Livestock handouts in Africa: More complex than you’d think
It’s the giving time of year again, and if you feel like everyone in your life already has too much stuff, aid programs like Heifer International offer a feel-good alternative. From the comfort of your home you can donate a farm animal to a family in the developing world, in a loved one’s name. These programs operate on the theory that livestock is a sustainable handout, providing milk, meat, fertilizer, and a potential income source.
It’s a worthy concept, but here in Rwanda, where I’ve been living as an expat, it might be worth looking a gift cow in the mouth. The Rwandan government is giving the most vulnerable families free Friesian cows as part of a program called “One Cow Per Family.” And, considering that fact that well-fed Friesians can produce three times more milk than the indigenous longhorn Ankole-Watutsi breed, these cows can be lifesavers.
With chronic malnutrition rampant among Rwandan children, it can seem hard to make a case for the Ankoles — but this might be the best time to do so. Americans have only recently realized the importance of heritage animals (now that we’ve all but replaced most of them with high-producing monocultures). And we’ve learned that efficiency always comes with a price, namely: loss of biodiversity, cultural relevance, and flavor.
For Rwandans, the Ankole-Watutsi cows are often considered a national icon. Those I spoke to lit up when describing the breed, using words usually reserved for love sonnets. “The way you Americans like cars? We like our cows,” one Rwandan explained wistfully. With their exaggerated curved horns, chestnut coats, and noble humps, they are undeniably stunning. But for all their beauty, they’re simply not efficient. As grazers, they take up much more space than their stationary, grain- and hay-fed cousins. And, in a tiny, overpopulated country, there’s pressure on the government to, ahem … milk every cow for all it’s worth. Government policies favor intensification and make it difficult for pastoralists to continue grazing their animals; all around the country farmers are trading in their herds for the standard black and white variety.
Rwandans are still recovering from a recent, well-documented genocide, in which 800,000 people were massacred, and the decision to confine grazing animals touches a nerve for many there. Before colonization, before the wars, Rwandans were divided into castes by wealth, which was defined by number of cows. Tutsi were pastoralists with 10 or more head of cattle, Hutu were agriculturalists with 10 or less. The lines were clear but crossable, and not about ethnicity. A Hutu could become a Tutsi simply by acquiring a herd. But colonists deepened the divisions, pitting one group against the other in a divide-and-conquer tactic. Ninety percent of the national Ankole population was wiped out during the genocide in an attempt to extinguish the Tutsi cattle-rearing culture. Between wars, economic upheaval, and government-supported crossbreeding, these cows have been steadily going the way of Milking Devons and Belted Galways. Unlike other livestock breeds, which have been engineered into walking milk factories, Ankole cows are viewed as superfluous.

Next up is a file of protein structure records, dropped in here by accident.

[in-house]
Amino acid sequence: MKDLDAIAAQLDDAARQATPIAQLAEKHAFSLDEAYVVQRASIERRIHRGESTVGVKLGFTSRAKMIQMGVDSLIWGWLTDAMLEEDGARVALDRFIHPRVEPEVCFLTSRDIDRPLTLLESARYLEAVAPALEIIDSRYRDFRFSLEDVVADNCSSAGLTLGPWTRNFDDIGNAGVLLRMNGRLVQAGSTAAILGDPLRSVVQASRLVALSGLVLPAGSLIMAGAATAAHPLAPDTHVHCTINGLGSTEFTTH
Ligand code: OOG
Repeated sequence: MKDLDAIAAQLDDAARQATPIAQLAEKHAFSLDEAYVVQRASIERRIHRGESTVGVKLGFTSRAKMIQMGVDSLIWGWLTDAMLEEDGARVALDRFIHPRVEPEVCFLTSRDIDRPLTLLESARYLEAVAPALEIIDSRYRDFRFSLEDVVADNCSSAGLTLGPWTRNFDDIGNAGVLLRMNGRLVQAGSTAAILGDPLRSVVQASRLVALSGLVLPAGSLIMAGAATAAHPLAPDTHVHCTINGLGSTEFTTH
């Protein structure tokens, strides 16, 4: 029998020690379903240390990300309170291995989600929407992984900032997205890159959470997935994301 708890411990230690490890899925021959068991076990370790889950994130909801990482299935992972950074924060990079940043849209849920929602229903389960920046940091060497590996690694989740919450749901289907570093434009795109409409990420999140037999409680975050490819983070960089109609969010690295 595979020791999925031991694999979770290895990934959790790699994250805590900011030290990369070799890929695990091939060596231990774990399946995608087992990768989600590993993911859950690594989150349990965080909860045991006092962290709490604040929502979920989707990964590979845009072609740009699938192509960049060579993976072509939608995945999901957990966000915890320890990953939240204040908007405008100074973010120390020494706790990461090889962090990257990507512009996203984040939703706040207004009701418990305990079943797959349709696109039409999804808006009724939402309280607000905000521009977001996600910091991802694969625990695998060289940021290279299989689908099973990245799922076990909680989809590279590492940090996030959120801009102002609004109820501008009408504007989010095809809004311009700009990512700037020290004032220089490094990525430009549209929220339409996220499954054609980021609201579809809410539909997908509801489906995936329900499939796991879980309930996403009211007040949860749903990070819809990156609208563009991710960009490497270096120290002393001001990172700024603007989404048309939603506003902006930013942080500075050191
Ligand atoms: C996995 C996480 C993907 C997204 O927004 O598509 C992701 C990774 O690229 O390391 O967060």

The reality, however, is that the Photo: O.Taillon Friesians are the fussy, high-maintenance, and expensive cows to raise. And importing them into a country like Rwanda is simply perpetuating the nature-be-damned ideology that has cursed the developed world’s food systems. Friesians require enormous quantities of feed, expensive antibiotics, and even purified water just to survive in Rwanda, while the uniquely adapted Ankole can power through drought, parasites, and downright scruffy roughage. Their horns actually circulate blood, cooling it before it is returned to the body, which explains why they’re always the last cows standing when temperatures climb. And if we know anything, it’s that it’s not getting colder in Africa any time soon. So we may soon need Ankole cows and their horns more than we care to admit.
What anyone who comes to Rwanda can tell you — if they’re lucky enough to find and try it — is that Ankole milk is sweet, heavenly, and high in butterfat. It is a triple-crème waiting to happen, and, as one of the 5,000 or so cheese-deprived expats living in Rwanda, I can attest to the stable market that would exist here for a Rwandan-style brie. The nation is pushing tourism, and hotels are popping up around the capital city, Kigali, faster than they can be furnished. Those hotels serve foreigners who want locally produced food. A small Rwandan cheese industry would create jobs, and possibly an exportable product. The same goes for Ankole meat that is low in cholesterol, lean, and tasty. And the meat from their humps has a special fat with flavor characteristics similar to bacon. It’s a foodie’s holy grail.
Rather than recklessly replacing their livestock, Rwanda and other countries with indigenous livestock varieties would do well to lead the rest of the world by actually working with what they have. This is not a new concept. Projects like the Slow Food Ark of Taste and Heritage Foods USA rightly advocate for threatened breeds by encouraging us to eat them. For Rwanda, there is an even bigger opportunity to change the paradigm, create jobs, encourage cultural pride and tourism, and mitigate the threat of climate change. Plus: bacon from a cow? The world needs to pay attention.